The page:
In 2009 we went to Algonquin Park for an end of summer camping trip. We stayed at the Rock Lake Campground, which is a great spot if you are canoeing or planning on hiking Booth’s Rock Trail several times. Otherwise it seemed really out of the way since the drive from the highway is quite long. We were camping with another family and they picked the campground so we stayed there too.
Beaver Pond Trail is along Highway 60 at kilometre 45.2. It is a 2 kilometre loop that takes you past two separate beaver ponds. This trail is an excellent example of the ecological benefits and effects that beavers have on an ecosystem.
The trail takes you through a variety of landscapes and gives you a taste of the Algonquin and Canadian Shield experience.
You will have to find a balance between looking around and keeping an eye on the ground for possible trip hazards. This is true of almost any trail you will hike in the Canadian Shield or northern Ontario. Between rocks, boulders and tree roots, hiking in this part of the province can be challenging but definitely worth the extra work.
Many of the trees have shallow roots since the soil is very thin in the Shield, with bedrock lying beneath.
This is a common scene in Algonquin park – winding trails that have to go around large outcroppings of rocks covered in moss and topped with vegetation.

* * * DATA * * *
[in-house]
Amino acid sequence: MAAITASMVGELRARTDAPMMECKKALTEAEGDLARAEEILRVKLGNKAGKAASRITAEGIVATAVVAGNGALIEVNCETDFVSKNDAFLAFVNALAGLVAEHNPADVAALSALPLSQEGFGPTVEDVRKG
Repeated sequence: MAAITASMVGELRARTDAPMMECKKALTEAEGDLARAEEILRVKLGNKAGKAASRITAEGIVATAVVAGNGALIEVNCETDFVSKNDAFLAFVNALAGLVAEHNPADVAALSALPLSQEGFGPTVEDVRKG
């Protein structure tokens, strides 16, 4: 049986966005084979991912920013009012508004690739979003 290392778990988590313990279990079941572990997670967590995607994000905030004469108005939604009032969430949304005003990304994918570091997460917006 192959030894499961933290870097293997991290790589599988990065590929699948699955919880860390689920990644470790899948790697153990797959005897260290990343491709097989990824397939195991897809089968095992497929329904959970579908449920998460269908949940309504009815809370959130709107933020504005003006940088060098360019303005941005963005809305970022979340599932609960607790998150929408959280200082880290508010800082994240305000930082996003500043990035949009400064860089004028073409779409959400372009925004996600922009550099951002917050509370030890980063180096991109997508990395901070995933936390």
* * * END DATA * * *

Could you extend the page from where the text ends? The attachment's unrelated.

Late in the summer we still found some wildflowers blooming. These asters, Daisy Fleabane, are a native plant and can be easily found from late spring straight through to fall.
Beautiful Algonquin scenery and reflections behind an active beaver’s dam on one of the rivers along the Beaver Pond trail.
Trees grow on top of the bedrock in the most impressive ways. Look how deep the pine needles are under this tree.
Ferns, moss, rocks and trees make up many areas in Algonquin Park. Many of the old growth trees were either logged long ago or succumbed to forest fires.
There are plenty of opportunities to climb rocks along this trail. These are some of the smaller ones. A few members of our hiking group climbed a two story outcropping that we found along the trail.
The top of the trail offers excellent views of the beaver meadow we hiked through earlier. There is a boardwalk through the meadow where we saw several dragonflies and frogs.
Along many trails in northern Ontario you will often walk right on the bedrock known as the Canadian Shield. It is a surreal experience to know that you are witnessing the effects of erosion caused by glacial movement billions of years ago. The Canadian Shield is among the oldest on earth and was once made up of very large mountains that have since eroded. The bedrock stretches from the northern part of the Great Lakes to the Arctic Ocean and covers more than half of Canada.